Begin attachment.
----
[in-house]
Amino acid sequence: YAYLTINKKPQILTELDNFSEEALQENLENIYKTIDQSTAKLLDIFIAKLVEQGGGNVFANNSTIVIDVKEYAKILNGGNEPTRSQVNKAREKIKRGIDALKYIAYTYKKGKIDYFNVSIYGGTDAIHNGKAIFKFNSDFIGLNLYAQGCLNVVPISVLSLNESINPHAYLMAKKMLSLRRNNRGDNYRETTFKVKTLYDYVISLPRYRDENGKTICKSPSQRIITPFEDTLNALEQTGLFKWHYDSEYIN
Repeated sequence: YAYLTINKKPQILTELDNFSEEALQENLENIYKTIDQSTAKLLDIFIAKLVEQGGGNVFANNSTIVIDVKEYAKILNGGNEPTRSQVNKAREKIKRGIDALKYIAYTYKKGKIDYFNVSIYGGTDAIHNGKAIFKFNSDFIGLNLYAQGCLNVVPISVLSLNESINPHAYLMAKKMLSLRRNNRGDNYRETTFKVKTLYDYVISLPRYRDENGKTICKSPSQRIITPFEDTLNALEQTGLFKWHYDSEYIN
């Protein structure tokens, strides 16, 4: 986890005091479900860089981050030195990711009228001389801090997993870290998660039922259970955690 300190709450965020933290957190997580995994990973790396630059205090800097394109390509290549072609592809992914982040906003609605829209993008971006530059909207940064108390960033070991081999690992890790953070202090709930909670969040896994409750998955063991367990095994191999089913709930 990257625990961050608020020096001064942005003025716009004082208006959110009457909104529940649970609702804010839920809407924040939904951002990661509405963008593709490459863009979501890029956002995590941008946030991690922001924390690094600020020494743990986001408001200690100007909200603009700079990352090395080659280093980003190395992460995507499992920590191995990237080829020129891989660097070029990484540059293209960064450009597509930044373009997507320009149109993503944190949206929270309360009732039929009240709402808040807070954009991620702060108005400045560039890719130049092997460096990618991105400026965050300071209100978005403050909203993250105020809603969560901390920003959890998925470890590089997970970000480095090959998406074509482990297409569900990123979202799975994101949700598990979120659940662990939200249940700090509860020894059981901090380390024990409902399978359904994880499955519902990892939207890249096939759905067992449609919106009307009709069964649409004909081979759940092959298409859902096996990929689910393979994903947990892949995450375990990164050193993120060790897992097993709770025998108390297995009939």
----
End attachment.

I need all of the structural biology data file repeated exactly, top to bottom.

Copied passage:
[in-house]
Amino acid sequence: YAYLTINKKPQILTELDNFSEEALQENLENIYKTIDQSTAKLLDIFIAKLVEQGGGNVFANNSTIVIDVKEYAKILNGGNEPTRSQVNKAREKIKRGIDALKYIAYTYKKGKIDYFNVSIYGGTDAIHNGKAIFKFNSDFIGLNLYAQGCLNVVPISVLSLNESINPHAYLMAKKMLSLRRNNRGDNYRETTFKVKTLYDYVISLPRYRDENGKTICKSPSQRIITPFEDTLNALEQTGLFKWHYDSEYIN
Repeated sequence: YAYLTINKKPQILTELDNFSEEALQENLENIYKTIDQSTAKLLDIFIAKLVEQGGGNVFANNSTIVIDVKEYAKILNGGNEPTRSQVNKAREKIKRGIDALKYIAYTYKKGKIDYFNVSIYGGTDAIHNGKAIFKFNSDFIGLNLYAQGCLNVVPISVLSLNESINPHAYLMAKKMLSLRRNNRGDNYRETTFKVKTLYDYVISLPRYRDENGKTICKSPSQRIITPFEDTLNALEQTGLFKWHYDSEYIN
């Protein structure tokens, strides 16, 4: 986890005091479900860089981050030195990711009228001389801090997993870290998660039922259970955690 300190709450965020933290957190997580995994990973790396630059205090800097394109390509290549072609592809992914982040906003609605829209993008971006530059909207940064108390960033070991081999690992890790953070202090709930909670969040896994409750998955063991367990095994191999089913709930 990257625990961050608020020096001064942005003025716009004082208006959110009457909104529940649970609702804010839920809407924040939904951002990661509405963008593709490459863009979501890029956002995590941008946030991690922001924390690094600020020494743990986001408001200690100007909200603009700079990352090395080659280093980003190395992460995507499992920590191995990237080829020129891989660097070029990484540059293209960064450009597509930044373009997507320009149109993503944190949206929270309360009732039929009240709402808040807070954009991620702060108005400045560039890719130049092997460096990618991105400026965050300071209100978005403050909203993250105020809603969560901390920003959890998925470890590089997970970000480095090959998406074509482990297409569900990123979202799975994101949700598990979120659940662990939200249940700090509860020894059981901090380390024990409902399978359904994880499955519902990892939207890249096939759905067992449609919106009307009709069964649409004909081979759940092959298409859902096996990929689910393979994903947990892949995450375990990164050193993120060790897992097993709770025998108390297995009939």